A cursory glance across the enlarged timetables posted across the venue – yesterday’s rain soaked my own through my pockets – reveals that Wednesday’s line-up looks superior in pretty much every aspect. Could be a long day of so-so music. This fear is made all the more real as we stop by Laneous and the Family Yah for the day’s first performance at the Hibiscus Stage. The mood is sombre. They play an extremely eclectic mix of hip-hop, roots, soul, rock and pop. It’s too much – too confronting – for right now. When I last saw them, they were great, but that was inside a dry auditorium. Today, none of them look thrilled to be here. Their upbeat numbers maintain interest, but when they detour into ballad territory, it’s time to move on. Ash Grunwald and his three-piece band are playing at the Gardens Stage. I’ve read his name and I’ve seen his dreadlocked press photos over the years, but I think this is the first time I’ve actually heard his music. It’s pretty cool. It’s certainly inducing a greater response than Laneous were. Grunwald plays chunky, bluesy riffs through his electric guitar, while two percussionists lay down rhythms. The phrase ‘bush doof’ comes to mind during some of the more obvious breakdowns. Dude has the most Australian accent I’ve heard in a long time. I like the cut of his jib. One of the drummers has something resembling a steel bin lid attached to his kit. It hurts my brain when he connects with it.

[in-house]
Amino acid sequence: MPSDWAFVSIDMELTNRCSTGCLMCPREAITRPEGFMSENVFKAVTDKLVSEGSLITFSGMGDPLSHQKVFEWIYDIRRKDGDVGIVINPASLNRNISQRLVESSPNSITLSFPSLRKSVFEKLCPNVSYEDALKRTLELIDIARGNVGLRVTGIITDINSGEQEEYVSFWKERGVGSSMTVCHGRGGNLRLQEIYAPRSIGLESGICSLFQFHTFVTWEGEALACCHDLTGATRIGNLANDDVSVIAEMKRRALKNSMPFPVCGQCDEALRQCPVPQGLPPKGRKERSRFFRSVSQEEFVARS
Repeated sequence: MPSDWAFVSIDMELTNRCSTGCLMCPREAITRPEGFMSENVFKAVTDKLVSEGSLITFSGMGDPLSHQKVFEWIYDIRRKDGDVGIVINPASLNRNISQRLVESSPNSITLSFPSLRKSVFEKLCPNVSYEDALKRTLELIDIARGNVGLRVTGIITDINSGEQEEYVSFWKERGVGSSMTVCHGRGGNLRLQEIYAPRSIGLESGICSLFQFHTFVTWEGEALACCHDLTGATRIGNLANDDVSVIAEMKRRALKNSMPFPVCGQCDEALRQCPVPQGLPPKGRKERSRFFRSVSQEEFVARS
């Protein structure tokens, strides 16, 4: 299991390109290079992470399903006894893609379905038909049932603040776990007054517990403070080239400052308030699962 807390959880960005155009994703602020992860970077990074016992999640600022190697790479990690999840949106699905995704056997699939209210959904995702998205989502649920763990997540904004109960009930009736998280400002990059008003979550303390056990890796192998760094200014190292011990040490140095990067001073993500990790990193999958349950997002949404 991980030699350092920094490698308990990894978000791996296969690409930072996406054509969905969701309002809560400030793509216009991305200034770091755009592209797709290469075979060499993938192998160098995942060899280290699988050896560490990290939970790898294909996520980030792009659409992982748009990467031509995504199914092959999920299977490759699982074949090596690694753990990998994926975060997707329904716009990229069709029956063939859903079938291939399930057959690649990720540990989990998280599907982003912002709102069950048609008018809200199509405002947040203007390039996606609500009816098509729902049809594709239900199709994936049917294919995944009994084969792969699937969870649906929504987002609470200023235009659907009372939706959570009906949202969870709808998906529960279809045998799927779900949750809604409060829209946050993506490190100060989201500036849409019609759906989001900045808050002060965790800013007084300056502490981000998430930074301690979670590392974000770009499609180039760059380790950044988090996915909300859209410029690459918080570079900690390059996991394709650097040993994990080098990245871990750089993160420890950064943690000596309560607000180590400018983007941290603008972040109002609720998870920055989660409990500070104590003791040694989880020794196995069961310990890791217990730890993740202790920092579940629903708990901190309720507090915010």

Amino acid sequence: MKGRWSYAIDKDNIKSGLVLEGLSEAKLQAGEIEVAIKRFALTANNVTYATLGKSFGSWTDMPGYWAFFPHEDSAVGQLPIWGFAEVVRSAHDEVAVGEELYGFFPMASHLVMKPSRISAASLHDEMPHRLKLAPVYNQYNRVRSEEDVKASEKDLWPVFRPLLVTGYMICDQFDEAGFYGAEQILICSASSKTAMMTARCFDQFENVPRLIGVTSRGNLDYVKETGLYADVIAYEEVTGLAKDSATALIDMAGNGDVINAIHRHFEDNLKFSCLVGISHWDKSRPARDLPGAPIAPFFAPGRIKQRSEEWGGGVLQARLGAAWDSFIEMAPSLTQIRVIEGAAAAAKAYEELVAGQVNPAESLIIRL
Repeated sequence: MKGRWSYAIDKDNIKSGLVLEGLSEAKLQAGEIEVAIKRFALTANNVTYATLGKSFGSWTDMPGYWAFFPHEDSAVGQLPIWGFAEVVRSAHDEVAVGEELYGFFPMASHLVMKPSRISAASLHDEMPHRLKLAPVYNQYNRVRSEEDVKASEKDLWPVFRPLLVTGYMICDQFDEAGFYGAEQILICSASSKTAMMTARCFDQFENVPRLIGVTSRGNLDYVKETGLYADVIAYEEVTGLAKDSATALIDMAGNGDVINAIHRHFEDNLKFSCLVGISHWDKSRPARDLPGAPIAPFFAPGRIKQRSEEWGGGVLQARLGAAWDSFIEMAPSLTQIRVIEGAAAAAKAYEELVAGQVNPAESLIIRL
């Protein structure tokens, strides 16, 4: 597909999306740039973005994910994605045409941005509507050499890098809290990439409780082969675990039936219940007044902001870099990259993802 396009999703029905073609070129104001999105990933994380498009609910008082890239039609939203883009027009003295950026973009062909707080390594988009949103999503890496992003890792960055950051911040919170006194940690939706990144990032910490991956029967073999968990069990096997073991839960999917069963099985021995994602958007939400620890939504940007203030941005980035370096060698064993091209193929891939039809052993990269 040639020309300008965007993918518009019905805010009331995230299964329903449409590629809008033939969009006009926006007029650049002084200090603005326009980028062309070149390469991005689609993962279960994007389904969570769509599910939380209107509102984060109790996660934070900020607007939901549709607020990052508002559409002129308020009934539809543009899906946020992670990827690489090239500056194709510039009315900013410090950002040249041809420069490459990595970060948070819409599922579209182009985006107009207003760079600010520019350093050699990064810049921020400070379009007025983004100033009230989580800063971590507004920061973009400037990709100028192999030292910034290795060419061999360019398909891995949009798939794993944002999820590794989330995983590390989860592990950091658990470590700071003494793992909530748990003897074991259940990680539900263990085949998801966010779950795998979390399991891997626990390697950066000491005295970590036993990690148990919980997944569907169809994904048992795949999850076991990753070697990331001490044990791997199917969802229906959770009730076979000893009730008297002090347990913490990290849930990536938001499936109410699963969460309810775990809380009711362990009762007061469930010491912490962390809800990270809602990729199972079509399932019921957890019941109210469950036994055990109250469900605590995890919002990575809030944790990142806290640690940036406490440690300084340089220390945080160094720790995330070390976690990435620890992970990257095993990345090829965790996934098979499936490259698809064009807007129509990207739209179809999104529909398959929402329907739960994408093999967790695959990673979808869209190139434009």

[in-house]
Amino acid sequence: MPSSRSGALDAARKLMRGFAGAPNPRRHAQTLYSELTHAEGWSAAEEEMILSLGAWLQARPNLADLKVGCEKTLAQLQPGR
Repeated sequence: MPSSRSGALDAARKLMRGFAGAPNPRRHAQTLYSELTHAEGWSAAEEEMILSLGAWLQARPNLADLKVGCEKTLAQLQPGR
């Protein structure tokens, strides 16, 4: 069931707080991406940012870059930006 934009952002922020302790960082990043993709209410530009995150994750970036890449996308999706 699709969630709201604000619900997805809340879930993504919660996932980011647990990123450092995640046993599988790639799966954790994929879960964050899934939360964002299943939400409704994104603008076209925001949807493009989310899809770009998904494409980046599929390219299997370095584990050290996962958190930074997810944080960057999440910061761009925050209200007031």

I’m a bit nervous to see The Middle East. It’s been over a year since I last saw them, and they’ve been touring the States and Europe for most of that time. For a band who broke up after releasing their first album in 2008, they’ve sure changed their tune when it comes to the concept of music as a career. I’m glad they have. Their Riverstage performance is captivating. They seem to have latched onto this touring-band-of-ragged-musicians mentality. It reminds me of The Band, and of Neil Young and Crazy Horse. It’s a good look, because no-one else in Australia is doing that at the moment.

    For the full review of day 2, visit The Vine, where you can also view photo galleries from both days. Above photos taken by Elleni Toumpas for The Vine.